## What Are Attributes in ERDs?

We've talked about entities and we know they store some sort of information about the object they're representing.

The information about an object is the attributes. So we can say the properties of an entity are the attributes.

Let's represent this using a diagram.

The entity in the diagram above has three attributes – username, age, and email.

Now you have a clearer picture of what an entity is and its attributes.

If you still find this confusing, the entity above is called "User". The entity has three properties (username, age, and email) which are referred to as the entity's attributes.

## Relationship Between Entities in ERDs

In the previous sections, we talked about entities and their attributes. In most cases, databases are made up of more than one entity.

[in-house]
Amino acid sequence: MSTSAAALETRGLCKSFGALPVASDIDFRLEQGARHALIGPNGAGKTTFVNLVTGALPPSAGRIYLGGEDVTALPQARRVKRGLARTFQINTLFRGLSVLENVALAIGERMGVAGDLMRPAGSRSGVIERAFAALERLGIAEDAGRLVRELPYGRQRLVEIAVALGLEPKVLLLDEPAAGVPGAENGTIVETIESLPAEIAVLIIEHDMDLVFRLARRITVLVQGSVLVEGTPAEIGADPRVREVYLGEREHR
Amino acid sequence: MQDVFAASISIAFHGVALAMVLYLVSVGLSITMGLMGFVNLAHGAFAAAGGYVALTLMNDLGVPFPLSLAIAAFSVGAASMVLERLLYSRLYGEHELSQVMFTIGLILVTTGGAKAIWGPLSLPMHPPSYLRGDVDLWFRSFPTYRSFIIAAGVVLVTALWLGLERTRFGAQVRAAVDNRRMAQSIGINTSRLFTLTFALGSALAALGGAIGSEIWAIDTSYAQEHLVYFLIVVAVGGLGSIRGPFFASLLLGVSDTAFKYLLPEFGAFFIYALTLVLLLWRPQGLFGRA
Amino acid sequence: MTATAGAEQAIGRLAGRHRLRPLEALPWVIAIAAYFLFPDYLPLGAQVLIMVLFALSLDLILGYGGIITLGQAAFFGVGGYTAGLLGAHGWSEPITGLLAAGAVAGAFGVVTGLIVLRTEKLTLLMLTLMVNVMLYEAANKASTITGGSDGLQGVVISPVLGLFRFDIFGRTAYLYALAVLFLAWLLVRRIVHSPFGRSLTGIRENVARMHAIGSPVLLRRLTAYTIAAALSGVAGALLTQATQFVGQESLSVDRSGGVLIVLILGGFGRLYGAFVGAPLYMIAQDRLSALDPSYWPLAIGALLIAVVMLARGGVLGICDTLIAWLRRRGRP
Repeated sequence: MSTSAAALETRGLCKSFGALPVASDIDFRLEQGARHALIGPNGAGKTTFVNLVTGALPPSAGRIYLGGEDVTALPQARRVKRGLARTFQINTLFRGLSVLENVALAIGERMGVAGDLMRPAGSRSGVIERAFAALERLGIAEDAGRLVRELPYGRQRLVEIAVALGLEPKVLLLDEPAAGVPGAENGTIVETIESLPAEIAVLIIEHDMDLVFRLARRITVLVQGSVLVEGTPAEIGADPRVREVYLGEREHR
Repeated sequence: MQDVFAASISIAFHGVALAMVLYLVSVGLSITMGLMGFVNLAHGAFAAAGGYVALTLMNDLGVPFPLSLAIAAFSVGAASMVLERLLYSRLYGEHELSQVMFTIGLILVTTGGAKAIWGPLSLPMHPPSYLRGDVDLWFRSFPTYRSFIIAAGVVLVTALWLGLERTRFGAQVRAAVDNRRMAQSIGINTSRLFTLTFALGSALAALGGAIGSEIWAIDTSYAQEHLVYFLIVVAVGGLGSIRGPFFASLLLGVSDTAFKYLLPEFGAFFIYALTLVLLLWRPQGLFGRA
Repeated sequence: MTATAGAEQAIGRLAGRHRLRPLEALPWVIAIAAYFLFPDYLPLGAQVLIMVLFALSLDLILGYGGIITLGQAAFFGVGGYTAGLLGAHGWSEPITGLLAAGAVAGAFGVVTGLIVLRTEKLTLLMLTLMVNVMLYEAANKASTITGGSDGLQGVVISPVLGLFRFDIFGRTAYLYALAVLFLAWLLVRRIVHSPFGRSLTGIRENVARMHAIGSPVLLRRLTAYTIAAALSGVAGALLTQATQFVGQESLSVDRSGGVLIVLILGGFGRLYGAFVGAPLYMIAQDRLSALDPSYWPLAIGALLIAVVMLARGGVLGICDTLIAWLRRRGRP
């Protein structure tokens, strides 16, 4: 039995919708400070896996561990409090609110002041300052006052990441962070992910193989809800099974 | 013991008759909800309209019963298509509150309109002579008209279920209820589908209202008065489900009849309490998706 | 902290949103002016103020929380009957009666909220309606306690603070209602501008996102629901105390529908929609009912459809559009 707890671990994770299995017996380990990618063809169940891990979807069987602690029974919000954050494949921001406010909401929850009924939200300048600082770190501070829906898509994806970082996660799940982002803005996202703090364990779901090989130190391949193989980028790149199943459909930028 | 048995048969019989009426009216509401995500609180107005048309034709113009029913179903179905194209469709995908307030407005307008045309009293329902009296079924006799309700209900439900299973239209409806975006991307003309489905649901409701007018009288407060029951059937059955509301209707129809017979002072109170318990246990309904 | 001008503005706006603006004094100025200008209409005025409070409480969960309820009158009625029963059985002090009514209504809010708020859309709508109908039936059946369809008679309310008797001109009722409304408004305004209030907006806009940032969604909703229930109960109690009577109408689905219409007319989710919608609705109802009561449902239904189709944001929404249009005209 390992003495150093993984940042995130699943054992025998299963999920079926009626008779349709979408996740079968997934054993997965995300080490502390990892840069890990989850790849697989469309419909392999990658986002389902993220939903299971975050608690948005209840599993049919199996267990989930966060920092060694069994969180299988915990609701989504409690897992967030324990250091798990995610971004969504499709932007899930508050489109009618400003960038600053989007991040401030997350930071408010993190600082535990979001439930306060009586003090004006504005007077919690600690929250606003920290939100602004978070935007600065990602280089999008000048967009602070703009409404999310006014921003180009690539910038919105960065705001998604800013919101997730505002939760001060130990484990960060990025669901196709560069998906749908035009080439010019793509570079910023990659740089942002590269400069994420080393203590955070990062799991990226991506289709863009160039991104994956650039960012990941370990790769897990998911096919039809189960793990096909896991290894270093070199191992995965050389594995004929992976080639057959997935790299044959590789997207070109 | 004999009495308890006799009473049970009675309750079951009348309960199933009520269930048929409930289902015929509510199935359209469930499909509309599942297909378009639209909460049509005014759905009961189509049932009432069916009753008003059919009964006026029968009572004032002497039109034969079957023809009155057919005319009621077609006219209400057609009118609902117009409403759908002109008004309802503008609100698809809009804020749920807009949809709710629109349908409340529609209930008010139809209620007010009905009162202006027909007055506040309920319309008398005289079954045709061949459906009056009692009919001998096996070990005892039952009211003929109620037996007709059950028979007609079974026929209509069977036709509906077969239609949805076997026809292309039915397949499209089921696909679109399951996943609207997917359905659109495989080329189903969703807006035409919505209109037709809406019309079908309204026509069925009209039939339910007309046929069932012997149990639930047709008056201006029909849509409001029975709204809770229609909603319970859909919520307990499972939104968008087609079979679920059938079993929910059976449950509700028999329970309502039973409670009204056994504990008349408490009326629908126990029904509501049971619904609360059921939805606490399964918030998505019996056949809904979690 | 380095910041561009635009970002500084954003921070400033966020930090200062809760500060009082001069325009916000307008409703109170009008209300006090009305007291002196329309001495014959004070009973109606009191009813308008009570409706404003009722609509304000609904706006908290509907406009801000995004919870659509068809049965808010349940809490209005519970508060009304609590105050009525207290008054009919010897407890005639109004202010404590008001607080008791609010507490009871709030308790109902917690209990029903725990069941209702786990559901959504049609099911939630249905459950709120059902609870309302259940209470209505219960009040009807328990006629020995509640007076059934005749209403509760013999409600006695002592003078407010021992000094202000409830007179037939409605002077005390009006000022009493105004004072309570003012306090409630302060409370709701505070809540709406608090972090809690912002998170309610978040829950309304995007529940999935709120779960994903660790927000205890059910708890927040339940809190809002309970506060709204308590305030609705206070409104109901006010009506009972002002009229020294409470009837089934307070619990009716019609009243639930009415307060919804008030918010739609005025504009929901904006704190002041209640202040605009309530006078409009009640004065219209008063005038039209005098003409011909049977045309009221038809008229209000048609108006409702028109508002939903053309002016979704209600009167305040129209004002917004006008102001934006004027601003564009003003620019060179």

To understand the relationship between one entity and another, we use lines to connect them. But these lines have notations (indicators) on them to specify the type of relationship that exists between two entities.

We'll use crow's foot notation to specify our entity relationships.

### Symbols in Crow’s Foot Notation and Their Meaning

Before we see diagrams of the symbols associated with crow's foot notation, we need to discuss a key term in crow's foot notation.

One of the most important terms to know when using crow's foot notation is **cardinality**.

**Cardinality **acts as a parameter for the relationship between entities. For one entity, there is a minimum and maximum number that helps define its relationship with another entity.

Don't worry if these explanations seem confusing. As we go further, you'll understand them perfectly.

Here are the symbols associated with the crow's foot notation:

#### Zero